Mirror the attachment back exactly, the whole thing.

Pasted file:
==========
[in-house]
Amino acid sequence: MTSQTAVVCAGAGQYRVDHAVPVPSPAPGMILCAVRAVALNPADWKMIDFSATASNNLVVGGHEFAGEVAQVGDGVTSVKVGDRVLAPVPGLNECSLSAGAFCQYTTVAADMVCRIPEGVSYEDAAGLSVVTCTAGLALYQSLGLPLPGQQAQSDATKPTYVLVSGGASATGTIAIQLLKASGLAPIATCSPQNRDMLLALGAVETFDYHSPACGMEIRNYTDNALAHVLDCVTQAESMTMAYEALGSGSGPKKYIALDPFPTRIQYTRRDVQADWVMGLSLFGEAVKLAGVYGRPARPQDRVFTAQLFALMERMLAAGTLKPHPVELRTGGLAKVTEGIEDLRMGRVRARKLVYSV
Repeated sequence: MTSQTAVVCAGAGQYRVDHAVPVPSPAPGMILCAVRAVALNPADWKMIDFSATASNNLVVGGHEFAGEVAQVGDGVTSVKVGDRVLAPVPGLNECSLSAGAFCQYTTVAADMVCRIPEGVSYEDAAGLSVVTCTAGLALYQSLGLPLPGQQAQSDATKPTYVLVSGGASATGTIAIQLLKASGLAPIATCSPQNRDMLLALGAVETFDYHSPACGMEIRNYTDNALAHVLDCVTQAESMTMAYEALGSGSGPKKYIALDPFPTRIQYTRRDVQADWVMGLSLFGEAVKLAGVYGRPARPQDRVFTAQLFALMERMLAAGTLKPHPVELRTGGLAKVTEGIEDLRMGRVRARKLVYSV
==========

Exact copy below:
[in-house]
Amino acid sequence: MTSQTAVVCAGAGQYRVDHAVPVPSPAPGMILCAVRAVALNPADWKMIDFSATASNNLVVGGHEFAGEVAQVGDGVTSVKVGDRVLAPVPGLNECSLSAGAFCQYTTVAADMVCRIPEGVSYEDAAGLSVVTCTAGLALYQSLGLPLPGQQAQSDATKPTYVLVSGGASATGTIAIQLLKASGLAPIATCSPQNRDMLLALGAVETFDYHSPACGMEIRNYTDNALAHVLDCVTQAESMTMAYEALGSGSGPKKYIALDPFPTRIQYTRRDVQADWVMGLSLFGEAVKLAGVYGRPARPQDRVFTAQLFALMERMLAAGTLKPHPVELRTGGLAKVTEGIEDLRMGRVRARKLVYSV
Repeated sequence: MTSQTAVVCAGAGQYRVDHAVPVPSPAPGMILCAVRAVALNPADWKMIDFSATASNNLVVGGHEFAGEVAQVGDGVTSVKVGDRVLAPVPGLNECSLSAGAFCQYTTVAADMVCRIPEGVSYEDAAGLSVVTCTAGLALYQSLGLPLPGQQAQSDATKPTYVLVSGGASATGTIAIQLLKASGLAPIATCSPQNRDMLLALGAVETFDYHSPACGMEIRNYTDNALAHVLDCVTQAESMTMAYEALGSGSGPKKYIALDPFPTRIQYTRRDVQADWVMGLSLFGEAVKLAGVYGRPARPQDRVFTAQLFALMERMLAAGTLKPHPVELRTGGLAKVTEGIEDLRMGRVRARKLVYSV